These three Notes, written by Professor George P. Richardson and published in the System Dynamics Review in 2014 and 2015, describe a sequence of stages in learning the arts and craft of System Dynamics modeling. They were intended to provide a helpful, customizable framework for teachers designing their own System Dynamics courses but may be useful for self study. The framework describes a particular sequence of stages of learning and the exercises that would suit those stages: 1) Exploring existing models 2) Copying models 3) Adding structure 4) Correcting or improving structure 5) Modeling a “canned” model description 6) Modeling problems with vivid, well-known structure and dynamics 7) Modeling personally chosen problems.
*Access to the Models Mentioned in the Notes requires use of Vensim models. Instructions for accessing them are found in supplementary material on the Wiley web site, accessible by members of the Society.
This guide addresses software quality in the construction of Powersim® Studio 8 System Dynamics simulation models. It is the result of almost ten years of experience with the Powersim suite of System Dynamics modeling tools (Constructor and earlier Studio versions). It is a guide that proposes a common look and feel for the construction of Powersim Studio System Dynamics models. This remarkable reference has been written by Professor Leonard A. Malczynski at Sandia National Laboratories.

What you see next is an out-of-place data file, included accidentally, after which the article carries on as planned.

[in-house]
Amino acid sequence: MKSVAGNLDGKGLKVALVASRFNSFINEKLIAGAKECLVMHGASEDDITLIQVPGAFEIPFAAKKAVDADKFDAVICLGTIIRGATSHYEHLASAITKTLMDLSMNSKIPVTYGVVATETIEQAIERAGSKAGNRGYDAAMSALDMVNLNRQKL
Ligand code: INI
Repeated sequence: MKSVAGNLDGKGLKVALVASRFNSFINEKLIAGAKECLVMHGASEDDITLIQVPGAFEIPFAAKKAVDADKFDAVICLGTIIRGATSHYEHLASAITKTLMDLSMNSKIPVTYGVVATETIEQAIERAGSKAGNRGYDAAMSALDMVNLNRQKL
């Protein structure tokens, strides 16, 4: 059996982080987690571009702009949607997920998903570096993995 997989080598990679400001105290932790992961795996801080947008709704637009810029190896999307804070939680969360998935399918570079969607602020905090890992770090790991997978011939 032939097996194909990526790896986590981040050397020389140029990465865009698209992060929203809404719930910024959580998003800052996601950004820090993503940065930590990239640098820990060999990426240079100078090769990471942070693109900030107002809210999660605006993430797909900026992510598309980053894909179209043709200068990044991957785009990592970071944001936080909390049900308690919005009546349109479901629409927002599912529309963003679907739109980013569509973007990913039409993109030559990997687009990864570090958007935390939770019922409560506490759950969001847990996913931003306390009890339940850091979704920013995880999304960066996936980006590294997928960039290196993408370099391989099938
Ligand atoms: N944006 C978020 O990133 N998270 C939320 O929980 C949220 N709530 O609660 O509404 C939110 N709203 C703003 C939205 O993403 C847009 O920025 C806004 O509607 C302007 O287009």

This paper discusses the need for formal criteria for the establishment of confidence in, or the “validation” of, System Dynamics models constructed for fee-paying clients as opposed to for academic research purposes. The meaning of “validation” is first considered and the substantial differences between the consultancy and academic cases are discussed. That leads to a review of the System Dynamics literature on tests of validity. Finally, there is a discussion of the process of consultancy in System Dynamics. An outline of a set of formal tests is described.
Please find this paper authored by Geoff Coyle and David Exelby here.
“When faced with a new problem, I start by identifying the stocks and how they are changing. I do not try to develop causal loop diagrams, though I know this is popular.” Forrester, 2013